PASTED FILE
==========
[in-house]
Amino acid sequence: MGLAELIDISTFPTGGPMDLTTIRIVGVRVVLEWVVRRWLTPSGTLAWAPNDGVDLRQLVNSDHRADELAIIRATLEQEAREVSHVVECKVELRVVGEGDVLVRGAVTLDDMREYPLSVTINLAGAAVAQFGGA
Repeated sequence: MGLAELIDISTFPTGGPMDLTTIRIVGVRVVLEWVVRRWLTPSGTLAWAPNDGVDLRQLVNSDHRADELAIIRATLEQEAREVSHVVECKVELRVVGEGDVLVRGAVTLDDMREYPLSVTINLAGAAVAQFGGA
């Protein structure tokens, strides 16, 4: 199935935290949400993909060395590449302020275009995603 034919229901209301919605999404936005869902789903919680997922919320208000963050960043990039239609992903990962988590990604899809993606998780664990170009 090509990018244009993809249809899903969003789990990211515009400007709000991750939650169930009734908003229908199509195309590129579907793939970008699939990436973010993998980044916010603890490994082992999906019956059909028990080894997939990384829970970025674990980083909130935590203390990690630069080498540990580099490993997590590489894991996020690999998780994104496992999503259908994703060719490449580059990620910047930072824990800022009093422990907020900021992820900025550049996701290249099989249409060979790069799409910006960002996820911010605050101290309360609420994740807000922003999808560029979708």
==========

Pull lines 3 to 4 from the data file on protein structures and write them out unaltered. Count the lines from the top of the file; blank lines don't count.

Repeated sequence: MGLAELIDISTFPTGGPMDLTTIRIVGVRVVLEWVVRRWLTPSGTLAWAPNDGVDLRQLVNSDHRADELAIIRATLEQEAREVSHVVECKVELRVVGEGDVLVRGAVTLDDMREYPLSVTINLAGAAVAQFGGA
């Protein structure tokens, strides 16, 4: 199935935290949400993909060395590449302020275009995603 034919229901209301919605999404936005869902789903919680997922919320208000963050960043990039239609992903990962988590990604899809993606998780664990170009 090509990018244009993809249809899903969003789990990211515009400007709000991750939650169930009734908003229908199509195309590129579907793939970008699939990436973010993998980044916010603890490994082992999906019956059909028990080894997939990384829970970025674990980083909130935590203390990690630069080498540990580099490993997590590489894991996020690999998780994104496992999503259908994703060719490449580059990620910047930072824990800022009093422990907020900021992820900025550049996701290249099989249409060979790069799409910006960002996820911010605050101290309360609420994740807000922003999808560029979708």